AMHSR
Masharib Bashar1, Uzair Yaqoob2* and Shoaib Bhatti3
 
1 Dow Medical College, Dow University of Health Sciences, Karachi, Pakistan
2 Sindh Medical College, Dow University of Health Sciences, Karachi, Pakistan
3 Resident FCPS Pediatric Medicine, National Institute of Child Health, Karachi, Pakistan
 
*Correspondence: Uzair Yaqoob, Sindh Medical College, Dow University of Health Sciences, Karachi, Pakistan, Tel: +261341420161, Email: [email protected]

Citation: Bashar M, et al. Bone Mineral Densities in Commercial Airline Pilots: An Issue Ignored. Ann Med Health Sci Res. 2018;8:16-17

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Abstract

The increased incidence of different types of cancers in commercial pilots has been well known. The National Council on Radiation Protection and Measurements reported in 2009 that air crews have, on average, the highest yearly dose of radiation out of all radiation-exposed workers in the US. This means they receive more radiation exposure than people who work alongside nuclear reactors. Gamma rays and X-rays from solar flares pose another radiation risk for pilots. Despite receiving the highest radiation levels among occupationally exposed groups, no data is recorded and kept regarding the total radiation exposure in the entire career of a particular airline pilot. The effects of radiation on musculoskeletal system following radiotherapy and that in astronauts have been well-studied. Those studies have shown damaging effects of radiation on many different cellular types including osteoblasts and its precursors coupled with activation of osteoclastic activity, thus, causing low bone mineral densities in the long run, which itself, is an important risk factor for development of osteoporosis. Such studies may also create greater awareness regarding healthcare of pilots among airline companies and hence, prevention strategies for osteoporosis can be made at a much earlier stage in vulnerable groups of pilots, which will help to positively impact on their future lives.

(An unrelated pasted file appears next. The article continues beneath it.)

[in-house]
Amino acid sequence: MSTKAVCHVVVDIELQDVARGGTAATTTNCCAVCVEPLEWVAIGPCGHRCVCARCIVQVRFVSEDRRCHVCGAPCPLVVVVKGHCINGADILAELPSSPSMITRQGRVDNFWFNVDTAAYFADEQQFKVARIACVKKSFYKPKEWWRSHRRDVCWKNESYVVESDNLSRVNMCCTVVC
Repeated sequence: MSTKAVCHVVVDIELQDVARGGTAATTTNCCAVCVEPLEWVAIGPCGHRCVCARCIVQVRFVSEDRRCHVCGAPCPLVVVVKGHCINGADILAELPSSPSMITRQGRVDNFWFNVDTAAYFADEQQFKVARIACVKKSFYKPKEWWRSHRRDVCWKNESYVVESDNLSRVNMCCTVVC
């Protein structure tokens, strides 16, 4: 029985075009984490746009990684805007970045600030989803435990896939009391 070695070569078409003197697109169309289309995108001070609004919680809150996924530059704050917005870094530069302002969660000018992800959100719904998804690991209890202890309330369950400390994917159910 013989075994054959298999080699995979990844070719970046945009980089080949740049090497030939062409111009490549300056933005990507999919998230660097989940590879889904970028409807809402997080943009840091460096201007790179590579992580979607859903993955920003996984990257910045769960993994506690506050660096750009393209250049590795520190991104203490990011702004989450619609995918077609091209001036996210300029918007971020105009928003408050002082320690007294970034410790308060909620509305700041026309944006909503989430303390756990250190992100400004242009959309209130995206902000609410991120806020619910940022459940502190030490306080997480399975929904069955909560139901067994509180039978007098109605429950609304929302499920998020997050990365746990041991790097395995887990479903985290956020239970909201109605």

Keywords

Bone mineral densities; Osteoporosis; Bone disorders; Pilots

Letter to Editor

Currently it is estimated that almost 200 million people worldwide suffer from osteoporosis. [1] Hence, due to its large prevalence, it is considered a public health concern globally. We are very well-aware of the risk factors which lead to the development of this condition. Increasing age, menopause in women and lifestyle choices are among important factors which are involved in causing osteoporosis in most people.